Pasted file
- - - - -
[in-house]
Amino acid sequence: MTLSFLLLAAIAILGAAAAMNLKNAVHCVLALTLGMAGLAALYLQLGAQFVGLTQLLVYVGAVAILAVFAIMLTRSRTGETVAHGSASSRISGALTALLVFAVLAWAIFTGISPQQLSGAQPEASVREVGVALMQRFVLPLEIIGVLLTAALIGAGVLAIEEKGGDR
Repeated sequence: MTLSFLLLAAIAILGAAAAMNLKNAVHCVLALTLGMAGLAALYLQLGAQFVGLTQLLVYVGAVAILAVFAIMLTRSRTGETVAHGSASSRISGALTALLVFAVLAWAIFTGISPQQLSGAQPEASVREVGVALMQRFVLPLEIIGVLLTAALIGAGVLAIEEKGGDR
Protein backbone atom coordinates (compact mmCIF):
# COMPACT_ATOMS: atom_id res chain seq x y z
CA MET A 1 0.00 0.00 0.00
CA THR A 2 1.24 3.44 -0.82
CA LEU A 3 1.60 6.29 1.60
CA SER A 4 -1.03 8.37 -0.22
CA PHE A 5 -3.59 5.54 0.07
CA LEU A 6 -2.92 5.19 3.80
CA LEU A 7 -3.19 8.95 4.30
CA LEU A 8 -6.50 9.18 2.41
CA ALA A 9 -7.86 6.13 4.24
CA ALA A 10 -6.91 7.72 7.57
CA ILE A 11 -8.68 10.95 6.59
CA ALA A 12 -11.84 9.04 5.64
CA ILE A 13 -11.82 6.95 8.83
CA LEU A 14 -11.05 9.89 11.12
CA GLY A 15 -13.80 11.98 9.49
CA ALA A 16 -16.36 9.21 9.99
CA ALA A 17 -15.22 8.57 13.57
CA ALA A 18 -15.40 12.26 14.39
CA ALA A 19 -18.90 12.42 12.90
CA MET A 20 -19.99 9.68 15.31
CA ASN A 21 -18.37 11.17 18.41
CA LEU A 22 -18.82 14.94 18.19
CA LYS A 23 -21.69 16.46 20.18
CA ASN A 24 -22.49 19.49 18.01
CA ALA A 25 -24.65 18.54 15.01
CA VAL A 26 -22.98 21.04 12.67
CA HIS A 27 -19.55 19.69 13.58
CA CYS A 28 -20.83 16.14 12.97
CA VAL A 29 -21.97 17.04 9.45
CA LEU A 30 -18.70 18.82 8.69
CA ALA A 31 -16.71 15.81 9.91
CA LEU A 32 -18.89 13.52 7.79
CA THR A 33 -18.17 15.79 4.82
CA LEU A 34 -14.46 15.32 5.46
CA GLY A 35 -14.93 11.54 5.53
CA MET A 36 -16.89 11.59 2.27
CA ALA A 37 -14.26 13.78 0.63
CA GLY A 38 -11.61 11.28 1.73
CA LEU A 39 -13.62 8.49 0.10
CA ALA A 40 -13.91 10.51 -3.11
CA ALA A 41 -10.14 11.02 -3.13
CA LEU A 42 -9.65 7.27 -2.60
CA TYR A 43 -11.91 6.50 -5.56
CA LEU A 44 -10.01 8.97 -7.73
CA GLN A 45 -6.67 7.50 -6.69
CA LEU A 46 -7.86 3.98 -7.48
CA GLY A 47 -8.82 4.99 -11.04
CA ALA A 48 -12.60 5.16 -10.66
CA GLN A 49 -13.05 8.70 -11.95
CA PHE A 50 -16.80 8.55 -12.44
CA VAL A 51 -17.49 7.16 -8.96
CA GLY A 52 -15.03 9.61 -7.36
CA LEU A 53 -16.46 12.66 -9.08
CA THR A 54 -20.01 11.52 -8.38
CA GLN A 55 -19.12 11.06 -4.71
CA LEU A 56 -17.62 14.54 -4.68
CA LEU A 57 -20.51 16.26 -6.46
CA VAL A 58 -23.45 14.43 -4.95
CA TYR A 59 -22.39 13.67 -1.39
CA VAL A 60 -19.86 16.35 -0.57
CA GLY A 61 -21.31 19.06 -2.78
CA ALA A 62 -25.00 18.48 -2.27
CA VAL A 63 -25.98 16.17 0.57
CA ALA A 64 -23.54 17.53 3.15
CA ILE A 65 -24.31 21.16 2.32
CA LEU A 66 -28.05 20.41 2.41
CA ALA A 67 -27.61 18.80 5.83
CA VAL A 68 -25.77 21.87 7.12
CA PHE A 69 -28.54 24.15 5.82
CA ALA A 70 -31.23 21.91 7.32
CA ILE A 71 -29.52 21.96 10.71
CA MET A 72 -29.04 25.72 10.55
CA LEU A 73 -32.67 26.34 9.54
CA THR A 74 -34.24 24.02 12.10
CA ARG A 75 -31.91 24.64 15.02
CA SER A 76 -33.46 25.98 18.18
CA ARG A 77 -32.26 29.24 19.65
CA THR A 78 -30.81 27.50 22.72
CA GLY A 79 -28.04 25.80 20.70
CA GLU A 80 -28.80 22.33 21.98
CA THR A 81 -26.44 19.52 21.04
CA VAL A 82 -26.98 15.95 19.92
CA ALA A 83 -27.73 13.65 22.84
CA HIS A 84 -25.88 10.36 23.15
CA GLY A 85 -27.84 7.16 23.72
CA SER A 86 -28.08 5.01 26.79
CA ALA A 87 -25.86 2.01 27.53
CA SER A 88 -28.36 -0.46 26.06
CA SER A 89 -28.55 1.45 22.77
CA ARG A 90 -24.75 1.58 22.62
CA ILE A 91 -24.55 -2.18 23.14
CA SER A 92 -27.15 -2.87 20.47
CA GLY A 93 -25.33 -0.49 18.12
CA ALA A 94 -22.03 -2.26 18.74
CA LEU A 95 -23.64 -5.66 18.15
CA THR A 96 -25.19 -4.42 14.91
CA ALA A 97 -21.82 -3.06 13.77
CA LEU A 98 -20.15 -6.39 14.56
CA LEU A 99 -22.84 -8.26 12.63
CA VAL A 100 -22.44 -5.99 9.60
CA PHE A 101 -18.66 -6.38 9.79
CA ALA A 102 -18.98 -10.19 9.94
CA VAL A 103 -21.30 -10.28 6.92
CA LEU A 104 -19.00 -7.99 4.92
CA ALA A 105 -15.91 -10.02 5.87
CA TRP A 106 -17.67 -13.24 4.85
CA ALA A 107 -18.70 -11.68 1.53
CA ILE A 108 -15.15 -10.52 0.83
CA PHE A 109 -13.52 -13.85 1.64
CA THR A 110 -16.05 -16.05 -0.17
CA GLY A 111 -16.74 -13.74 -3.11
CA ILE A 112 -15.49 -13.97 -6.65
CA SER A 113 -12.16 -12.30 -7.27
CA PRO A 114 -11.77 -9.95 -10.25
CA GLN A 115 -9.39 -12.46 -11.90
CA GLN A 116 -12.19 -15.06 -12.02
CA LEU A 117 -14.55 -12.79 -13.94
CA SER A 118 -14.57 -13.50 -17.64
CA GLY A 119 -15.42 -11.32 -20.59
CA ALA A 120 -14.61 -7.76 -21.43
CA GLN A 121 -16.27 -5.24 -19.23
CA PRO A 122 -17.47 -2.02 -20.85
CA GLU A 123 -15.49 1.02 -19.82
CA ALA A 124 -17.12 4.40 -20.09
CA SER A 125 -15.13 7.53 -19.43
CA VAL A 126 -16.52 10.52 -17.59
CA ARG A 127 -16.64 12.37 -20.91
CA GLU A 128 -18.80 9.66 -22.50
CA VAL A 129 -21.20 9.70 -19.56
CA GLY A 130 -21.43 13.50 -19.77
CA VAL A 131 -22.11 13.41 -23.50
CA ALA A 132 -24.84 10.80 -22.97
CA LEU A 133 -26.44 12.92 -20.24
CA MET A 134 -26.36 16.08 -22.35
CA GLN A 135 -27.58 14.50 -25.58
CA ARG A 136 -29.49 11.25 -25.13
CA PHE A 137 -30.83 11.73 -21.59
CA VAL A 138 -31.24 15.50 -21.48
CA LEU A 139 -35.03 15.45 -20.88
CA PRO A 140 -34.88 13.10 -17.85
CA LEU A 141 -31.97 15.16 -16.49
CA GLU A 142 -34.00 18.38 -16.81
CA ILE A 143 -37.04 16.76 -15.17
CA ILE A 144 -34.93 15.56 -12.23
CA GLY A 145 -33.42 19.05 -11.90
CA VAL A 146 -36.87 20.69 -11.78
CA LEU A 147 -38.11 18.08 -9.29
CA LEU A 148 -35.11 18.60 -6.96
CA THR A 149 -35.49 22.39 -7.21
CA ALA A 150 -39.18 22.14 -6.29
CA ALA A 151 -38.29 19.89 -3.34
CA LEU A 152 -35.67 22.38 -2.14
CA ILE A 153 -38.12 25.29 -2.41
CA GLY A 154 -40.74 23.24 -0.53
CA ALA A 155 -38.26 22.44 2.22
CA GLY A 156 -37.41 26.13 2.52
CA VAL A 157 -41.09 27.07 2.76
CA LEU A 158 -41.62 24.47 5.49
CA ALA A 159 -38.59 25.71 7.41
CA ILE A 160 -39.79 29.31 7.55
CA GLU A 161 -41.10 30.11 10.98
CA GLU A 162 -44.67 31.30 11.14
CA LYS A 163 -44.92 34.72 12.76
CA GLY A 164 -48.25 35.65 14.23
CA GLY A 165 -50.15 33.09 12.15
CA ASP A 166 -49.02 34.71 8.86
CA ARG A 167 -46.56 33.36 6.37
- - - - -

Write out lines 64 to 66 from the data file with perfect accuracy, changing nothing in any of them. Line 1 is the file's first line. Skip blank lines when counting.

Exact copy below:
CA TYR A 59 -22.39 13.67 -1.39
CA VAL A 60 -19.86 16.35 -0.57
CA GLY A 61 -21.31 19.06 -2.78